NAMI BI thanks Block Island Times for publishing the letter below as “Featured Letter” on 9/18/15.
In June I wrote to say that NAMI Block Island [National Alliance on Mental Illness] would be taking up the challenge from SAMSHA [the national Substance Abuse and Mental Health Services Administration of the US department of Health and Human Services] to create community conversations about Mental Health. We were aware that this is a frequently taboo topic that can affect anyone, anywhere, and that has impact of some kind on us all. I am writing now to say how wonderfully those to whom we have spoken so far have been responding, how much we appreciate their time and thoughtfulness, and also to let everyone know that we are learning a lot, how much we don’t know as well sharing together much that is already understood. As community conversations develop, we hope we will achieve our aim: That the various responses to behavioral health issues on the island issues can be addressed in ways that complement existing local activities, are better coordinated, consistent, and in the best interests of all.
We don’t know, yet. But, we are hopeful and invite everyone who wishes to join in. Briefly, an outline of what we have heard in talking with more than 20 people representing different island groups: the people here care, and are aware, and as might be expected, each of us sees a different bit of this elephant. We have raised some awareness of each other’s “bits”.
In considerable detail, we found many frustrations, often systemic in origin (rather than negativity). That is, organizations, local or national, may enable individuals to act in their own sphere of authority, but because the nature of mental illness crosses so many boundaries the right kind of action can be difficult to find, and frustration follows. Important matters such as confidentiality, trust, and rights of both family and ill person have to be protected. There were many suggestions about the right kind of “go-to” person or facility that we all know our island does not have, or cannot afford. We heard imaginative ideas for addressing the gaps. We will soon be talking with our community organizations for help in finding ways to develop protocols, say for emergency responses, or prevention of fragmented care, as are appropriate to each organization’s first area of responsibility. We also ask individuals to think about taking part in the programs and trainings that hope to continue bringing to the island, for example our mental health discussion meetings and possibly a repeat of the praised Mental Health First Aid course brought by the school and the library last winter?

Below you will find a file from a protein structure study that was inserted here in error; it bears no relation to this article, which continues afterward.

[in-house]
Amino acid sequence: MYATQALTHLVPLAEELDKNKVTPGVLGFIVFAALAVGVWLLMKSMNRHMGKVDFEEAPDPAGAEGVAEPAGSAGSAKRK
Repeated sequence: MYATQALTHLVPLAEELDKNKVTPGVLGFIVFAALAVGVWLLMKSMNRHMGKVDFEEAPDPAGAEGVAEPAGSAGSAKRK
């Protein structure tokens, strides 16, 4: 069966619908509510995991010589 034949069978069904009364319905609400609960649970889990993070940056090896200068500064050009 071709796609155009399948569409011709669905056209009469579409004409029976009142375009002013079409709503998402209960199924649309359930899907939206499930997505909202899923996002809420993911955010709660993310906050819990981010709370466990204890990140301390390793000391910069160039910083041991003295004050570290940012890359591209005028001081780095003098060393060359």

Can we improve communication and co-ordination, so that we all feel more competent, whether we should happen to be the “first responder”, or whether we have a particular duty of care? We think that we can, but it will be a developing process. There is work to do in factual research and sharing of information, and finding how lines of communication will work with accountability and confidentiality dilemmas.
Another discovery has been that there is even more confusion and difference in perceptions than we knew. We ourselves in NAMI BI are equally unsure, e.g. there is no accepted definition of Mental Health, and no consensus on “best treatment”. Or, what is the difference between NAMI BI and Block Island Wellness Coalition (working to prevent of substance abuse and create wellness)? We know there is overlap, but what is it? Is NAMI BI a Harbor Church group? [No, it is not, it is a separate 501c organization that is grateful to the church for providing a meeting place.]
We plan a series of communications on specific topics that have arisen as well as more meetings. In the meantime, remember that there is a free telemedicine service provided by psychiatrist residents from Butler Hospital. Phone the Case Manager, Tracy Fredericks [CSP certified], 207 229 6349. Also, see some summaries of issues and suggestions, and previous articles in the BI Times on https://blockislandmentalhealth.org/
We found a very clear sense that Community Conversations are worthwhile and should be continued. We do have a very special place here, thank you Block Island people.
Yours sincerely, Elspeth Crawford